KSC senior presents a labor of love in her final recital
In her senior recital, music education student Breahna Jenkins took audiences through the journey of love.
Jenkins’ recital was broken into three sets, each describing a different stage of love: the butterflies of first love, heartbreak, and ending with healing and coping with loss of love.
In selecting this theme, Jenkins said she wanted to give audiences a musical experience they could relate to. “Everyone knows love, everyone knows heartbreak. It’s something that we all experience,” Jenkins said. “So I really want to give the audience something that they would be able to feel.”
In the first set, Jenkins performed a total of five pieces. One of those pieces, titled “My Ship,” told the story of a woman waiting for her husband to return from war.
“She’s daydreaming about the day she gets to see him again. It’s just really whimsical and just really dreamy,” Jenkins said.
For the four pieces in the second set, Jenkins transitioned to the next stage in the journey of love: heartbreak. Jenkins said the pieces under the umbrella of heartbreak describe “that feeling you get when you have your first heartbreak; that anger, that frustration, that pain.”
Jenkins noted “Gretchen am spinnrade” by Austrian composer Franz Schubert as the standout piece from the heartbreak set due to the storytelling through both vocals and piano. “She’s actually, in this piece, on a spinning wheel and the piano takes the role of the spinning wheel. You can hear her frustration through the piano and through the singer and the voice,” Jenkins said.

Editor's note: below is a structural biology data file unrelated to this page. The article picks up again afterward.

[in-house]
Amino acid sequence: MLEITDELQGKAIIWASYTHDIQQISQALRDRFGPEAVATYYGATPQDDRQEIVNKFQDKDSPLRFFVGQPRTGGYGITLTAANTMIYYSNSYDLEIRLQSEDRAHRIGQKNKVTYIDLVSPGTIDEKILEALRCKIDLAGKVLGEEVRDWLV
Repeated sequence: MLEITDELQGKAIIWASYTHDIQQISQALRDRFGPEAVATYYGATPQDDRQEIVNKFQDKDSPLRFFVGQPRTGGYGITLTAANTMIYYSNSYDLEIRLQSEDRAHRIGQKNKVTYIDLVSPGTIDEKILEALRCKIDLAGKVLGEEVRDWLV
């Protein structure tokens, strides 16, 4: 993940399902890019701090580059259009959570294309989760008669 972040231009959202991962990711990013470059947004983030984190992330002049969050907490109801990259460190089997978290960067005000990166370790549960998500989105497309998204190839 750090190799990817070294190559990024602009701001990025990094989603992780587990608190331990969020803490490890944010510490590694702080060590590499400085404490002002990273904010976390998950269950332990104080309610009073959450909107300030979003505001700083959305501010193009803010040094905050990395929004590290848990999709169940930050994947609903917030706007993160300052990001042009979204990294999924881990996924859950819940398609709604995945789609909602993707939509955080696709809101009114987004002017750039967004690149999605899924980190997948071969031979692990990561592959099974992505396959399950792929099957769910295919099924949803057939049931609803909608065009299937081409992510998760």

Rounding out the recital was the final stage of love: grief and healing. Jenkins ended the recital with a piece titled “I’ll Be Here,” which she said tells the story of losing someone on 9/11.
“[It’s about] this girl, her journey of grieving and healing and being able to find love again,” Jenkins said.
Despite being masked throughout the duration of the performance, Jenkins showed the distinct emotions of each piece through her eyes and hand and arm gestures.
Throughout her time at Keene State, Jenkins has been working alongside her vocal teacher, Dr. Daniel Carberg, to develop the repertoire for her senior recital. Jenkins said she selected pieces that she previously worked on during her four years at KSC and put the senior recital repertoire together.
“It was kind of a collaboration of getting recommended songs by my teacher, but also when it comes to my senior recital, that was all me figuring out what I want to give to the audience,” Jenkins said.
Jenkins reflected on her time studying at Keene State, “I’m so thankful that I had this experience and that I came here.”
She continued, “I learned so much about my own voice. Me as a person and my confidence in singing and performing in general has gone [up], like it’s skyrocketed. It’s been a beautiful experience for me and it has made me grow as both a person and a musician.”
Jenkins performed her senior recital on Saturday, December 4 in the Alumni Recital Hall. After the final piece of the recital, Jenkins was met with a standing ovation from the audience of friends, family and other KSC community members.
Pianist Vladimir Odinokikh accompanied Jenkins for the recital. Carberg did not respond to The Equinox’s request for comment.
Caitlin Howard can be contacted at email@example.com